Promising Student Award
Promising Student Award
NEW this year! Promising Graduate Student Award
The Promising Graduate Student Award will acknowledge one student who has performed superior research in the field of Biomechanics or Human Movement Science in general. It entails a certificate as well as a monetary prize. Three finalists will be selected and given the opportunity to present their work for 15 minutes + 5 minutes of questions during the Promising Graduate Student podium session. The awardee will be announced during the awards ceremony. Non-awardee finalists will be eligible for the other awards.
Arash Mohammadzadeh Gonabadi
Arash Mohammadzadeh Gonabadi serves as an assistant director of research in the Institute for Rehabilitation Science and Engineering at Madonna Rehabilitation Hospital while simultaneously completing his Ph.D. in exercise science and biomechanics at the University of Nebraska at Omaha (expected graduation in 2021). As a research assistant in biomechanics at the University of Nebraska at Omaha, he has gained valuable experience working in the areas of assistive devices, exoskeletons, human movement variability (gait analysis), robotics, prosthesis, artificial intelligence limbs, metabolic cost reduction by exoskeletons, elbow exoskeleton (developing controllers), Humotech (developing controllers and heel-strike detection), footswitch (developing the prototypes, prediction risk of fall), ankle exoskeleton (developing controllers), and hip exoskeleton (developing the prototype and controllers) to name a few examples. Most recently, as a member of Madonna’s research and development team, he has been designing technology innovations to address the immediate clinical needs of adults and children recovering from a wide range of injuries and illnesses.
Corbin Rasmussen is a Ph.D. student in Exercise Science with a concentration in Biomechanics at the University of Nebraska at Omaha, and works with Dr. Nathaniel Hunt as a Doctoral Research Assistant. Corbin’s research aims to understand balance recovery in response to slips during various walking tasks and environments, such as turning or traversing a sloped surface. To do this, he and other members of the research team developed the Wearable Apparatus for Slip Perturbations (WASP), a portable device that can wirelessly deliver mechanically unconstrained slips at any point during the gait cycle. Through this work, Corbin hopes to reduce the burden of falling on society by informing more effective and comprehensive fall prevention methods.
Farahnaz Fallah Tafti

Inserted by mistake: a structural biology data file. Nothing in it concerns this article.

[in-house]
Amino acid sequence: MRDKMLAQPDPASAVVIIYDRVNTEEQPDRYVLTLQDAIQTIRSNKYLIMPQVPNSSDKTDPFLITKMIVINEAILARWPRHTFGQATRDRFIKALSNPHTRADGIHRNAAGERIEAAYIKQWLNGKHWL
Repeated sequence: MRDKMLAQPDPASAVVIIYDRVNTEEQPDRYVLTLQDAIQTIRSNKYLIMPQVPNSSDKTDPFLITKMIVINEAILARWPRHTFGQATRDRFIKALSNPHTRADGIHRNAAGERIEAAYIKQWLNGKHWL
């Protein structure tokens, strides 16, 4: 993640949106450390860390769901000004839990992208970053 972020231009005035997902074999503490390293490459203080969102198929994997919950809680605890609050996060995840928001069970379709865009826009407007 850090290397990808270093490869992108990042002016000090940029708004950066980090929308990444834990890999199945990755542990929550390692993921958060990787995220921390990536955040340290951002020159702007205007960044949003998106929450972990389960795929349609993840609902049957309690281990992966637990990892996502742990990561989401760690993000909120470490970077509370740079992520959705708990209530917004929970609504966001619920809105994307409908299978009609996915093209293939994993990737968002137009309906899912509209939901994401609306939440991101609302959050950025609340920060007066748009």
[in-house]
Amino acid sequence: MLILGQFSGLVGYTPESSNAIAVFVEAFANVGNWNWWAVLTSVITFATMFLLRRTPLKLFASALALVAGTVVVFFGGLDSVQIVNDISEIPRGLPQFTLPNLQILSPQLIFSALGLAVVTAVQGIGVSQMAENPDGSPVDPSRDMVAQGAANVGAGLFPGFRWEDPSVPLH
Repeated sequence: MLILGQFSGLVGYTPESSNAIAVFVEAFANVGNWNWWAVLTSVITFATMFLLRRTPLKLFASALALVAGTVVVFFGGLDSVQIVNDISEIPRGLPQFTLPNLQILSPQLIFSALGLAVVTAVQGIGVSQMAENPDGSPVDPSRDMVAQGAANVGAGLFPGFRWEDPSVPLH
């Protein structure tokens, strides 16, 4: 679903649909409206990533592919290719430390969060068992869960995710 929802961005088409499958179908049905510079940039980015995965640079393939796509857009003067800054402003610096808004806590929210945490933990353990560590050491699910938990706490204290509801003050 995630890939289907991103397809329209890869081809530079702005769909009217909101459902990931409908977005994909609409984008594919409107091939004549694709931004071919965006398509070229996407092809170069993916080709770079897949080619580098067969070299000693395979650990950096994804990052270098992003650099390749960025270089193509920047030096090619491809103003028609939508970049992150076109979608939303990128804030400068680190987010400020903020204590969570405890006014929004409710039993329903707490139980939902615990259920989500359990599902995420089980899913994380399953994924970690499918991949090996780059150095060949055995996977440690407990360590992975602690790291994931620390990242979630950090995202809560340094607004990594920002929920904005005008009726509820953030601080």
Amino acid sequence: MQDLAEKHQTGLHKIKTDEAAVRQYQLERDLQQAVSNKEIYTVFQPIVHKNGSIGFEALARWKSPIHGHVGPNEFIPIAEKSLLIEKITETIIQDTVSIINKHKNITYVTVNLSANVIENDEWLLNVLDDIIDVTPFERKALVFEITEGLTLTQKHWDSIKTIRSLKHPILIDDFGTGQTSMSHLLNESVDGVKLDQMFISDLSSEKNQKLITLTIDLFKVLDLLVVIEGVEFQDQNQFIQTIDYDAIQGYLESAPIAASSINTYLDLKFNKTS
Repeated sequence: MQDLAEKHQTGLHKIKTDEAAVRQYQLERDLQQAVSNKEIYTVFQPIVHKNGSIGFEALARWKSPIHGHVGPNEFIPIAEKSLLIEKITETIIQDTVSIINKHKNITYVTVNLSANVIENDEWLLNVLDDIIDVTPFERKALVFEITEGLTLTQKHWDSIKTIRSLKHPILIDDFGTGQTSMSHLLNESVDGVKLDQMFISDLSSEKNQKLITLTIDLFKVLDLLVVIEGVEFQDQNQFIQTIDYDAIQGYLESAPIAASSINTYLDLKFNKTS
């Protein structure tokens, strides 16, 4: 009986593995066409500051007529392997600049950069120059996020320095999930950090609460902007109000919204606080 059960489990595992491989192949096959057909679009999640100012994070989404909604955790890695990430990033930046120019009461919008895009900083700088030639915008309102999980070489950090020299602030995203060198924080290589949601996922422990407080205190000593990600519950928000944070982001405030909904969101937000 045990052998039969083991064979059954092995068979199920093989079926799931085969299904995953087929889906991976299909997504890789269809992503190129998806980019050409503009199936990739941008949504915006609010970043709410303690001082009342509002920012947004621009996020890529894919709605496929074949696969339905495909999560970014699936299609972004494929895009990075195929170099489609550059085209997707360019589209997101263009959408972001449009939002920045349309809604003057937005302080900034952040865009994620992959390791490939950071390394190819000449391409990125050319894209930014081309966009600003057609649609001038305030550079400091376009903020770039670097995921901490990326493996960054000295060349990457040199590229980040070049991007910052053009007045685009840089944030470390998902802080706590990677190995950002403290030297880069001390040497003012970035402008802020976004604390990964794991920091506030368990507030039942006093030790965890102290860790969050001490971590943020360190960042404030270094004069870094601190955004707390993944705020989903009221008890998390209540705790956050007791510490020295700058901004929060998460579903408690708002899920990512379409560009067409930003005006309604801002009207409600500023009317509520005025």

Farah is a doctoral student in Biomechanics, and particularly human movement science. She has been involved with multiple research studies investigating gait and balance in older adults, patients with COPD and even athletes in athletic fields. She is interested in understanding the underlying factors that cause failure in balance control in older adults, and ultimately to develop targeted interventions to reduce the risk of falls. To determine the best approach to prevent falls in the elderly we need to study the integration of new technologies and methods so that we can identify the risk of fall during challenging situations in older adults. She has successfully collaborated with scientists in other disciplines such as physical therapy and gerontology, and anticipates defending her dissertation and graduating in Spring 2021.
To be eligible for the award, a candidate must:
- Be a current student actively enrolled in a graduate program.
- Be working or have worked in the field of Biomechanics, Human Movement Science or equivalent.
- Submit all requested supporting documentation by the deadline: January 27th, 2020.
Prior to the application submission deadline, each candidate must:
- Submit a full curriculum vitae
- Submit a one-page document listing up to three scientific achievements, and describe what their role was in this achievement (e.g., scientific paper; international conference podium presentation; development of device; patent; etc.).
- Provide a one-page interpretative summary (one-inch margin, Times New Roman 12) describing their research contribution to the field of Biomechanics or Human Movement Science in general, including a statement on the impact (clinical/translational/scientific) of their work.
Award submissions are open from November 1, 2019 – January 27, 2020. Please submit required documentation via email to email@example.com.